unfortunately it was too much, and it literally curled up and died. I was rather unhappy
More work in the garden today. Finally got all the pipes connected up, so now I can at
least get water at various points round the garden. Next step is to connect up the solenoids
and decide how to lay out the sprinklers.
There are two issues here:
Controlling the solenoids. Three years ago I started
a project for a sprinkler controller based on an old laptop and a relay board. That had
ultimately died because I had burnt out the solenoids (put DC instead of AC through them),
but the equipment itself was still functional—and nowhere to be found. Before I go
crazy trying to find it, I think I'll buy a controller on eBay.
How many emitters should I put on each (pipe) circuit? That's actually quite a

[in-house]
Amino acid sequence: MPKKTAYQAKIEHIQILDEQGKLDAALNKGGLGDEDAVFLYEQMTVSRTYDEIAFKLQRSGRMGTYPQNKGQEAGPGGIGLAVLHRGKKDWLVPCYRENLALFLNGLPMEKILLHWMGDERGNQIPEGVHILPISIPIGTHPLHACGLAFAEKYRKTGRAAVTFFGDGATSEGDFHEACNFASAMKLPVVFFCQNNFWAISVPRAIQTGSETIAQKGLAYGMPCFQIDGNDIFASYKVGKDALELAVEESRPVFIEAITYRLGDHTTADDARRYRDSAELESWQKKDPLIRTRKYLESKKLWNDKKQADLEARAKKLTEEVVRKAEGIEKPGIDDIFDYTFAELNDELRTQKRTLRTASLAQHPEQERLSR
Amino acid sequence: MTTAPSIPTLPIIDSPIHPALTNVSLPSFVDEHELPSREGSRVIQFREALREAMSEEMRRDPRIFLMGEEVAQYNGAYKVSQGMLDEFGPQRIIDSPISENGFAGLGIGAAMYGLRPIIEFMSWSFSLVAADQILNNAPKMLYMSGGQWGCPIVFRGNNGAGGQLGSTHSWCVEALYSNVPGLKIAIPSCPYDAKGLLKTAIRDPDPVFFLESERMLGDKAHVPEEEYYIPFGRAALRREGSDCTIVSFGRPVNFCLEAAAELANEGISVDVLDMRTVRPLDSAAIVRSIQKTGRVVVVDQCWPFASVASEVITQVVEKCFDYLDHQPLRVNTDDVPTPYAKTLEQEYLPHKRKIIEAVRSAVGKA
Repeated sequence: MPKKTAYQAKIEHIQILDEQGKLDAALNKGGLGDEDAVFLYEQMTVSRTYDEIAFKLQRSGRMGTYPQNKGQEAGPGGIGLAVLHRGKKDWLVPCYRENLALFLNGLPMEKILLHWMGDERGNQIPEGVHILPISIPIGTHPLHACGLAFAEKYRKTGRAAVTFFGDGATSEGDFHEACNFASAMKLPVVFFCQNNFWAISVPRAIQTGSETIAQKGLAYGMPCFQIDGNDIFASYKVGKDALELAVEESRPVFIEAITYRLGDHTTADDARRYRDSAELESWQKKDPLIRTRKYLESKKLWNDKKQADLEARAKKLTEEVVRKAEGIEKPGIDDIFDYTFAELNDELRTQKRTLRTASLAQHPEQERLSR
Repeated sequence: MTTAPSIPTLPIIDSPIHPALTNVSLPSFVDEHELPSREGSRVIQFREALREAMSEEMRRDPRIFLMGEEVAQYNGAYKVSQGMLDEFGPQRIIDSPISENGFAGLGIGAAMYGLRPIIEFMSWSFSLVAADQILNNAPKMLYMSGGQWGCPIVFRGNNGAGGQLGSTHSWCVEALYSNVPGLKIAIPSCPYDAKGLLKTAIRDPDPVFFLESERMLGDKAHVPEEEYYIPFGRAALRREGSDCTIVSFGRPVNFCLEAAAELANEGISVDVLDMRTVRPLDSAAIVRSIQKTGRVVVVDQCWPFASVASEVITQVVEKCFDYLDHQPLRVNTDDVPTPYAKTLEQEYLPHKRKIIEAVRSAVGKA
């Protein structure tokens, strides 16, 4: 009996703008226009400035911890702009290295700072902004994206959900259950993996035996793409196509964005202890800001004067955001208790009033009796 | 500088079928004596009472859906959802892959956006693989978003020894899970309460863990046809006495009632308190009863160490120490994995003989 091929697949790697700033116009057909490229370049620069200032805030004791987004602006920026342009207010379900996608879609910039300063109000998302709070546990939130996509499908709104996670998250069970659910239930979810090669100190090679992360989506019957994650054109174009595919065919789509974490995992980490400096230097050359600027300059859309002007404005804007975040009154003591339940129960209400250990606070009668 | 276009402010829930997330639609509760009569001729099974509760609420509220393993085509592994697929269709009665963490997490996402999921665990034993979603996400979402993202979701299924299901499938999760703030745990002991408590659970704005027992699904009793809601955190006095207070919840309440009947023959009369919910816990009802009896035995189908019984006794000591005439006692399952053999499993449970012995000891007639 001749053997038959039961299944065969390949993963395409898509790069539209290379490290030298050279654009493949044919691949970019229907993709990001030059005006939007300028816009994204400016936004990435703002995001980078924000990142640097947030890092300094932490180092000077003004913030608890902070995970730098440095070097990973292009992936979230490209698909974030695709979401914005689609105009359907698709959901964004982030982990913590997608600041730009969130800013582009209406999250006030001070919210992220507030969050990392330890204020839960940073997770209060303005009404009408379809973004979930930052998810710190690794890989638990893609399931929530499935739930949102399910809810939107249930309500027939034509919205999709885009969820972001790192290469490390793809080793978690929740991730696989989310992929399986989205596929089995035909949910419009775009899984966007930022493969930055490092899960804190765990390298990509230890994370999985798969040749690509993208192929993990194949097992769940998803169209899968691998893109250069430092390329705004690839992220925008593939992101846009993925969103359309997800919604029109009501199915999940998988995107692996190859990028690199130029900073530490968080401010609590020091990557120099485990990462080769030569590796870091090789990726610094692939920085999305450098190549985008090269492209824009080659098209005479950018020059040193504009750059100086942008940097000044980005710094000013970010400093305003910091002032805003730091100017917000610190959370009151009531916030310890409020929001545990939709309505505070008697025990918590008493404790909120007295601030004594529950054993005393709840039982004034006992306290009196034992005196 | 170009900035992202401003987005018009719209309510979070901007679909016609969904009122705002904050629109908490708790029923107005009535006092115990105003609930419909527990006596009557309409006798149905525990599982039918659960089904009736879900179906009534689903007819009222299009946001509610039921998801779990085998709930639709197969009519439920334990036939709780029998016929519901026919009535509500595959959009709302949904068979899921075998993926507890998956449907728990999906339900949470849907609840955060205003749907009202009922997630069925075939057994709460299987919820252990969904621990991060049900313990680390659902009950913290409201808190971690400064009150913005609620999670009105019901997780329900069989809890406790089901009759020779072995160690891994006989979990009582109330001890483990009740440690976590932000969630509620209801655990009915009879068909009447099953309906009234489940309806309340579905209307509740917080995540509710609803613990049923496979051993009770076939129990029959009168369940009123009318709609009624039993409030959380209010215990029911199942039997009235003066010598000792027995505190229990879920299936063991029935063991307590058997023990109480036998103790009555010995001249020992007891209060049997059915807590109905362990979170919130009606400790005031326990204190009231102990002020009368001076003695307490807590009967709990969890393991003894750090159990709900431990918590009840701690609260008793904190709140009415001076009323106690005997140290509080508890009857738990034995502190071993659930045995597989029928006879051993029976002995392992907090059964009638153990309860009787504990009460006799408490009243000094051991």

complicated consideration. Ideally the pump should run all the time, which means that the
number of emitters should be matched to the flow rate of the pump at the desired pressure
(which seems to be in the 150 kPa range). And how do I find that out? And what if I change
a pump? I suppose the best way is to decide on a flow rate and just keep adding emitters
until the pressure is maintained. And if I change a pump, I may have to add or remove
emitters. What a pain!
More work in the garden today, setting up the second section of the sprinkler system. As I
had expected, that took longer than others might have expected: getting the positioning of
the sprinkler emitters is quite tricky, not helped by lack of adequate documentation. The
documentation on the Philmac web site doesn't seem